It was just a matter of time before Georgia O’Keeffe went immersive. Around the world, artists like Van Gogh, Monet, and Kahlo have already been given the full-on high-tech treatment.
Georgia O’Keeffe never piled on the paint. She worked wet-into-dry, pretty much a single layer of paint requiring serious control to choreograph her textural effects. Within this narrow range that she chose to work, her variations are virtuosic.
In case you missed my zoom talk, it’s now available online! It’s my first reading from the work-in-progress: Digging for Stars: The Art of Georgia O’Keeffe. I won’t deny it — the debut was nerve-wracking. My thanks go out to Susan Post of BookWoman and Stephanie Lowe for making it happen. In her late-80s, nearly […]
After years of researching and writing, I am giving my first public talk from my book manuscript, “Digging for Stars: The Art of Georgia O’Keeffe.” The talk is FREE, and it’s ONLINE hosted by the fabulous BookWoman bookstore, so you can attend, no matter where you are! Tune in this coming Tuesday, February 22, at […]
Georgia O’Keeffe spent 30 years with the legendary American photographer Alfred Stieglitz. She worked alongside him, posed for him, and even spotted prints for him. But she knew not a lick about taking photographs. “Stieglitz used to say I knew less about photography than anybody he ever knew,” she told a journalist in 1962. “Yet, […]
Just in time for the holidays comes a new Georgia O’Keeffe picture book, this one by Malcom Varon. Georgia O’Keeffe: A Life Well-Lived gives us a glimpse into Varon’s experience with O’Keeffe when he was taking photographs of her paintings at her Abiquiu home in late summer/early fall 1977, when she was nearly 90. (Photographic […]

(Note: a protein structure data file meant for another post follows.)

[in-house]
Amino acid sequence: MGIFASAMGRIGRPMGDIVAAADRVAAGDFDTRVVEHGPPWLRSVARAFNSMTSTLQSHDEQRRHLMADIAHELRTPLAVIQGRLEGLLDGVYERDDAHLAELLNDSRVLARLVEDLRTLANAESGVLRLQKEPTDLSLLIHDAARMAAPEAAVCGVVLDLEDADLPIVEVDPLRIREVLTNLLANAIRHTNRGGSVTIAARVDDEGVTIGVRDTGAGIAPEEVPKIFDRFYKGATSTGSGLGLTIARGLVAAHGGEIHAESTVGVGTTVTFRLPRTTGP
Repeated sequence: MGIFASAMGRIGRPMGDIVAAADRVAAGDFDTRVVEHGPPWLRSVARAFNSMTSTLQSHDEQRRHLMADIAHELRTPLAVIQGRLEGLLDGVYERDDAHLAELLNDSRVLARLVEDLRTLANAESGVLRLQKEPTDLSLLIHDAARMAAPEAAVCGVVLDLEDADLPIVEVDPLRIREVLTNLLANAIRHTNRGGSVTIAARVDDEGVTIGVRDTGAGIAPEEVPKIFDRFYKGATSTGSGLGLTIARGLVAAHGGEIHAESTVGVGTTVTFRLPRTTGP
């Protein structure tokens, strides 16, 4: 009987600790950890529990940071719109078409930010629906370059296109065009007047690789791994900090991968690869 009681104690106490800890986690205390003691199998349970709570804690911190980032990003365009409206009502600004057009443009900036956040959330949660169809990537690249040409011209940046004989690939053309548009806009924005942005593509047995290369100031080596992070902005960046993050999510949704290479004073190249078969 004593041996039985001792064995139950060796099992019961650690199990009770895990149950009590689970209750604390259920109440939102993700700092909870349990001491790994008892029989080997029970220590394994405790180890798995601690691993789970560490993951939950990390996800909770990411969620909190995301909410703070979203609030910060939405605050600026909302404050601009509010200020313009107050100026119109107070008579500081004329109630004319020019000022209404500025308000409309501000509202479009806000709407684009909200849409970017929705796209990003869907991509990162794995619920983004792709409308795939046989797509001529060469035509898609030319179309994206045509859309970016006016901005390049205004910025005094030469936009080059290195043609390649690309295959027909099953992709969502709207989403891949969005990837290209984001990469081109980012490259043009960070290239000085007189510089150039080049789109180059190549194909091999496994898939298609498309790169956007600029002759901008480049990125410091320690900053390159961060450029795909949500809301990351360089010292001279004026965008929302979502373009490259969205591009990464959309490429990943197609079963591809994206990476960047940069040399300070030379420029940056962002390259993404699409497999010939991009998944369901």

I had the experience, once, of viewing an O’Keeffe exhibit that made me question what I had ever admired in the artist. The paintings felt curiously lifeless, and as a whole the show didn’t seem to add up to much. O’Keeffe understood early on that the way paintings are hung determine how they are perceived. […]
The 50-year friendship between Georgia O’Keeffe and Ansel Adams began when they met in Taos, New Mexico, in 1929. It’s no surprise that O’Keeffe, who loved to trek across big country in Texas and New Mexico, took to him. He was an intrepid photographer, clambering over dangerous terrain to make his iconic photographs. (In late […]
I spend so much time hunkered down, doing research and developing a book proposal, that I haven’t been posting much lately. Sorry about that! But my friend and actress extraordinaire Francesca Christian coaxed me into doing an interview, the first in her series called “On the Horizon.” She asked terrific questions (why O’Keeffe, what’s the […]
A “sculpture” by “Anton Kubek,” dreamed up by Georgia O’Keeffe and Frances O’Brien. Photo by Frances O’Brien. Gift of Brian and Bina Garfield in Honor of Frances O’Brien. Frances O’Brien Papers. Georgia O’Keeffe Museum. Just in case we thought Georgia O’Keeffe was all work and no play . . . This picture, accessed from the […]
Am taking a little break from wall-to-wall O’Keeffe research, and I thought you could use a little break, too! (If the video embed does not show above, you can click through to: https://www.youtube.com/watch?v=acJ00D4SALw.)
As an art student in New York, Georgia O’Keeffe realized that any distraction, like dancing late into the night, would impinge upon her prime directive: to paint. For her, anger was just another distraction.
My (seemingly endless) research on Georgia O’Keeffe leads me down a lot of unexpected paths, none more enchanting than the comic strip I recently discovered. Lest we assume that O’Keeffe appeals mostly to women, and mostly older women, consider the case of Todd Webb, a cartoonist/illustrator and songwriter who has taken his inspiration from the […]
“I feel I’m a very religious person — religion to me means respect for people — but I’m not in a religion.”
“Starlight Night” (1917) featured on Georgia O’Keeffe’s Christmas card in 1963. Georgia O’Keeffe was not religious in the institutional sense, but she was deeply spiritual and certainly enjoyed a good ritual. She usually celebrated Christmas with friends, and sent Christmas cards, including one in 1963 that reproduced her 1917 masterpiece, “Starlight Night” (above). In the […]